Old World, New Ideas
Kevin D. Goldberg began collecting European coins as a Middle School student in suburban Philadelphia. Three decades later, he still collects European coins, but now in suburban Atlanta, where he teaches in the Department of History & Philosophy at Kennesaw State University. He earned his Ph.D. in European History from the University of California, Los Angeles, and was a postdoctoral fellow in the International Humanities at Brown University, 2011-2013. Kevin has been planning on expanding his collection beyond Europe for the past decade, but is only now getting around to it.
Is this the most beautiful coin of the 20th century?
It’s a misleading question. Simply by asking it, I’m already suggesting the answer. And really, is such a question even measurable? Of course not, but please allow me to explain.
Coins have long been used for nationalistic purposes, either to project the identity of a nation to the outside world or to brand a sense of unity among insiders around a common symbol; for example, the Brandenburg Gate, an image of Charlemagne, the Magna Carta, etc. These coins often feel more like tourist tokens than authentic pieces of a nation’s identity.
The 1914 2 Kroner (15g, .8000 Ag,.3858 ASW) from Norway, on the other hand, captures its time and place beautifully. Minted to commemorate the Centennial of the Norwegian Constitution, the sparse reverse features an older woman, alone in traditional dress, gazing longingly above the placid sea. The royal crest on the obverse is surrounded by an almost-complete circle of spruce trees, ubiquitous in Norway’s dense, sacred forests. The coin is an ideal evocation of early-20th century Norway, when Nordic mythology and a burgeoning civilization collided in the spectacular western fjords and on the damp streets of its fledgling capital city, Kristiania (today Oslo).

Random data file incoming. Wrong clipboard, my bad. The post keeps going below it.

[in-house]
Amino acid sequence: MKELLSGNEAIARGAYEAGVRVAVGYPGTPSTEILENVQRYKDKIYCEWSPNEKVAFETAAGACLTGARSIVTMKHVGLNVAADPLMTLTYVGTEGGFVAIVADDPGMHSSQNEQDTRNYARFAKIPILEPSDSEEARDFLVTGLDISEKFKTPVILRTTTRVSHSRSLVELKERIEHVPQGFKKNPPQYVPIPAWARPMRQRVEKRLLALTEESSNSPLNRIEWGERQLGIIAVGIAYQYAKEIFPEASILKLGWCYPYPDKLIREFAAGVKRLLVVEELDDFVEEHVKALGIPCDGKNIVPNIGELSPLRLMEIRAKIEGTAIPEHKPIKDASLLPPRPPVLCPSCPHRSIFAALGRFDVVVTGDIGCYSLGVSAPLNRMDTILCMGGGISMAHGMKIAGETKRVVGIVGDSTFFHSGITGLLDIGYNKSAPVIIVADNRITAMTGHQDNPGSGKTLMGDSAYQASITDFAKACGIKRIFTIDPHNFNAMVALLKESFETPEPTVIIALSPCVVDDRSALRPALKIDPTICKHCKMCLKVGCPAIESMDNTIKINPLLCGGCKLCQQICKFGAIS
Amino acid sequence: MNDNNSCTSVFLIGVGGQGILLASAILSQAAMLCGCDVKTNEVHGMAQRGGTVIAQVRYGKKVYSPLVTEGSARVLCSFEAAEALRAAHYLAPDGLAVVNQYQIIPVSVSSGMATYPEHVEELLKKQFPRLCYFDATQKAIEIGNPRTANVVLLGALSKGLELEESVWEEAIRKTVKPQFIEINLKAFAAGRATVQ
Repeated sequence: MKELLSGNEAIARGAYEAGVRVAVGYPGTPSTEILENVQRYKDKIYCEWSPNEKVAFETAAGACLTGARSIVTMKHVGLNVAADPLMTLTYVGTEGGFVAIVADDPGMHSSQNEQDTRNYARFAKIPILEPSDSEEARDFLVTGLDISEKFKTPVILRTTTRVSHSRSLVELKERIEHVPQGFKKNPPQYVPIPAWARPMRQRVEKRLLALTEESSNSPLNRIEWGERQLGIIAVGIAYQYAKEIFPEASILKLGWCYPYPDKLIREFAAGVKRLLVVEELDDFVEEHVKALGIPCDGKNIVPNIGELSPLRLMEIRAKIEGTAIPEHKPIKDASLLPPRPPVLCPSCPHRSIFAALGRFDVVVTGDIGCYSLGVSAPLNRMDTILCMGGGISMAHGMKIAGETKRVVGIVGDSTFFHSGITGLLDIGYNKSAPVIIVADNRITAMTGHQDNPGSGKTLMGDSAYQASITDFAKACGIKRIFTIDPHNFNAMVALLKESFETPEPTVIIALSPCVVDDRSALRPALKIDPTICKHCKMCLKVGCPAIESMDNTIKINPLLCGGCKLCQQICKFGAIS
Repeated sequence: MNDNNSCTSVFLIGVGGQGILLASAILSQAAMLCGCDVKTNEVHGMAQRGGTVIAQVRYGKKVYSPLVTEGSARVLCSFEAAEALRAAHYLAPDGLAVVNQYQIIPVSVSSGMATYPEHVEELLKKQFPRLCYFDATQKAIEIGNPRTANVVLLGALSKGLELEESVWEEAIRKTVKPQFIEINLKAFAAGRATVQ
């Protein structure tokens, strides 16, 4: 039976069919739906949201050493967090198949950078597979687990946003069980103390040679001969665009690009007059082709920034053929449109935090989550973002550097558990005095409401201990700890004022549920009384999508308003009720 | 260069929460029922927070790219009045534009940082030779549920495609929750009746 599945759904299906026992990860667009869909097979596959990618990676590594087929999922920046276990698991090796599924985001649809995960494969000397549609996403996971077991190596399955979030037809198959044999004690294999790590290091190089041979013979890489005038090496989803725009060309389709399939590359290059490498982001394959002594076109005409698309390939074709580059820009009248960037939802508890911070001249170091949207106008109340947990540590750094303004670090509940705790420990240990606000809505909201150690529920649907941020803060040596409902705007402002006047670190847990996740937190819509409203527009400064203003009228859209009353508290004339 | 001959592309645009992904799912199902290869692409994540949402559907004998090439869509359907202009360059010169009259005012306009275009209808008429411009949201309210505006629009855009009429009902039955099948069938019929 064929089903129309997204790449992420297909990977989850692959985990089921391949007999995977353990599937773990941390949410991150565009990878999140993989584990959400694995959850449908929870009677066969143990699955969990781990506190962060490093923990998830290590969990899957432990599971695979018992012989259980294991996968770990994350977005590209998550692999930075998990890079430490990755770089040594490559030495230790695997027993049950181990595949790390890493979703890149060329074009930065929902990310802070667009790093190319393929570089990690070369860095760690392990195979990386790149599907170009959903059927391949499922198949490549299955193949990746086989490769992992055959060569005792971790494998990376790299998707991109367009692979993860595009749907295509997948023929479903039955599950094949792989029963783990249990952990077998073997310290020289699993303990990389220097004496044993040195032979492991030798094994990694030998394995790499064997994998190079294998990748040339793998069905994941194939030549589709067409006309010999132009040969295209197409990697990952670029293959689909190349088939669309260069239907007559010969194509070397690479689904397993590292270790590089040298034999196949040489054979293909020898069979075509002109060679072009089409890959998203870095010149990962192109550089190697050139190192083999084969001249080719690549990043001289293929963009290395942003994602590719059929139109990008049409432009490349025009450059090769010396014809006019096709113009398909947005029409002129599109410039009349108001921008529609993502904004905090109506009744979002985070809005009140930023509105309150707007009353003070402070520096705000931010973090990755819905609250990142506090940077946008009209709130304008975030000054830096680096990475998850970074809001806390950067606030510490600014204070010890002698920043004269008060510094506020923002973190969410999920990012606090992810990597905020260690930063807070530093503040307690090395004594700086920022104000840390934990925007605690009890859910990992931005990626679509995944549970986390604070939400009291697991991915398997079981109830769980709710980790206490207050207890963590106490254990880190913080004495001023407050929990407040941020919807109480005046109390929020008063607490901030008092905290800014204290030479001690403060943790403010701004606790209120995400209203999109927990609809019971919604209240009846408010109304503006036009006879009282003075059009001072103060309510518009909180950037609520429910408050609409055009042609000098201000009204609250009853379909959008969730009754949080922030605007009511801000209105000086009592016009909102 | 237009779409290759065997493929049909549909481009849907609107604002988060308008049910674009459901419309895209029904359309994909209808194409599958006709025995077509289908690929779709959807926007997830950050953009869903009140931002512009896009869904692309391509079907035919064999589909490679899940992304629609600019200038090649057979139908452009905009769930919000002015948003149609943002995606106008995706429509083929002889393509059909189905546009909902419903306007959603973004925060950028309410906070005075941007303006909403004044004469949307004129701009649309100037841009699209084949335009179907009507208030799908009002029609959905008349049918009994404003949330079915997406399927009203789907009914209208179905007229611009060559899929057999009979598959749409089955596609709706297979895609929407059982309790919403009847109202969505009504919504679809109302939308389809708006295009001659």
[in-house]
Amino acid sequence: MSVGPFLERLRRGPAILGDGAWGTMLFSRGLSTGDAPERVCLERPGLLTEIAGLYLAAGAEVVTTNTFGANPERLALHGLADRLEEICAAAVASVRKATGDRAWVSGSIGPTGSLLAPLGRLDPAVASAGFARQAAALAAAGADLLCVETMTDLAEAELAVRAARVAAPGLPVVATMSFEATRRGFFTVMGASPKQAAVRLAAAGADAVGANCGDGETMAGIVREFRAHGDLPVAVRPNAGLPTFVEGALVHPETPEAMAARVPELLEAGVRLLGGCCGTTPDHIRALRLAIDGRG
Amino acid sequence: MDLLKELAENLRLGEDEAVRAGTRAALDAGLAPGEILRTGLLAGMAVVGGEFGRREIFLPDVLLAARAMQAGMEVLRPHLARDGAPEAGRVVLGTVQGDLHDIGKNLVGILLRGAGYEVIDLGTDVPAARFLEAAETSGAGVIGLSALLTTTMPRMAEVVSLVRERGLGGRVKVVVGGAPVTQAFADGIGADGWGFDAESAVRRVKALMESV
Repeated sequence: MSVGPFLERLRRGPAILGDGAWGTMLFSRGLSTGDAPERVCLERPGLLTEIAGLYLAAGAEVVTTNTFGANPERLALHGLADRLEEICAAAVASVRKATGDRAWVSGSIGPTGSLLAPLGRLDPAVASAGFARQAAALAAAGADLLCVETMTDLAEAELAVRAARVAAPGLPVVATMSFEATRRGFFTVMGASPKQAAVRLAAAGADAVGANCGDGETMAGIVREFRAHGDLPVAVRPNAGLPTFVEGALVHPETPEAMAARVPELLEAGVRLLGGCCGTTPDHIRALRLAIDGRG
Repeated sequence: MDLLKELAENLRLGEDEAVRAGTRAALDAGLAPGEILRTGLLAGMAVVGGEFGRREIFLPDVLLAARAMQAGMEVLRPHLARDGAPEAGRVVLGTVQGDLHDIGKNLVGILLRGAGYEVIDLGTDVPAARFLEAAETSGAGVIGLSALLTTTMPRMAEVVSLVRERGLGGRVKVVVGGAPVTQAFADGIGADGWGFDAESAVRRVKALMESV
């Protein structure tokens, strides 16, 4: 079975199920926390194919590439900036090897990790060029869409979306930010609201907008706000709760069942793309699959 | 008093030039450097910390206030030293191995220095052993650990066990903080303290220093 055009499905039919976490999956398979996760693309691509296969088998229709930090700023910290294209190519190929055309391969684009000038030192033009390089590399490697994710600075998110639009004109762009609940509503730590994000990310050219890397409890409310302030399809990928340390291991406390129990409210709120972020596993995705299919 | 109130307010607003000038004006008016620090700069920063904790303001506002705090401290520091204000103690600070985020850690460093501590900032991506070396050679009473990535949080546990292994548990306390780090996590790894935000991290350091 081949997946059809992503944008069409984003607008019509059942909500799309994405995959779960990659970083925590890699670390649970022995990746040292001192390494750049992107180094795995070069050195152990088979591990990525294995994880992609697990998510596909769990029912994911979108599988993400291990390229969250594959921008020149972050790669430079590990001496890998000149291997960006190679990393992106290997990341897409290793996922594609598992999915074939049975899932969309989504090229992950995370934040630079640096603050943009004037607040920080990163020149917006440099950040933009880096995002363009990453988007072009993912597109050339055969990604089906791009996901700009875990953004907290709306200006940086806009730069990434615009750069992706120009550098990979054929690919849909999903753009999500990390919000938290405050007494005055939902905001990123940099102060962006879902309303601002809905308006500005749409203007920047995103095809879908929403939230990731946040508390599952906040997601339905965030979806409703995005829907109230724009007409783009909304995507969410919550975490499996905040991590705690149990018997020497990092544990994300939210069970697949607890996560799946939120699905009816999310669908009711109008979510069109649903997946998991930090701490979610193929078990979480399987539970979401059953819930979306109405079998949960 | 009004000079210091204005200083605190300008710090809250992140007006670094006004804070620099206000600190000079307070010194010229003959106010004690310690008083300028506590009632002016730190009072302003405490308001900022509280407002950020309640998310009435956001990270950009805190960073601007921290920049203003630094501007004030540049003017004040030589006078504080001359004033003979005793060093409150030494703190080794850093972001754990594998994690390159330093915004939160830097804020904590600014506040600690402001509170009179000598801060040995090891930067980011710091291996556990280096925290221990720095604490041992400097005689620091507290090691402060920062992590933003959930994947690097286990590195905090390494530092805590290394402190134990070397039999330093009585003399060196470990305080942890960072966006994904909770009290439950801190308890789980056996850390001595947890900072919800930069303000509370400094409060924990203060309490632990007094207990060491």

Norwegian literature, from the late-nineteenth century naturalist dramas of Henrik Ibsen to today’s New York Times bestsellers by Karl Ove Knausgaard, is suggestive of an otherworldly nature, somehow European, but with a rugged, de-populated landscape somehow so unlike Europe. The world-weary protagonist in Knut Hamsun’s Hunger as well as the unforgettable face in Edvard Munch’s painting The Scream seem to share the same combination of solitude and angst of the alone, yet not lonely woman on the 2 Kroner.
1914 matters, too. While Norway was celebrating its constitutional centennial, the rest of Europe was bumbling into the deadliest war the world would until then know. By 1918, about 18 million would perish. The woman’s gaze on the coin reminds us of the fortunate distance between Norway and the guns of war while also alerting us to the great danger then, in 1914, looming on the horizon.
Is this the most beautiful coin of the twentieth century? It’s not a question of appearance. Yet, I can’t think of another coin that captures its issuing-country’s atmosphere and culture so profoundly. The majestic yet empty imagery of the landscape and the brooding interior underneath the modest exterior of the people described or painted into Norwegian culture is the same as that featured on the coin.
Yes, this is the most beautiful coin of the 20th century.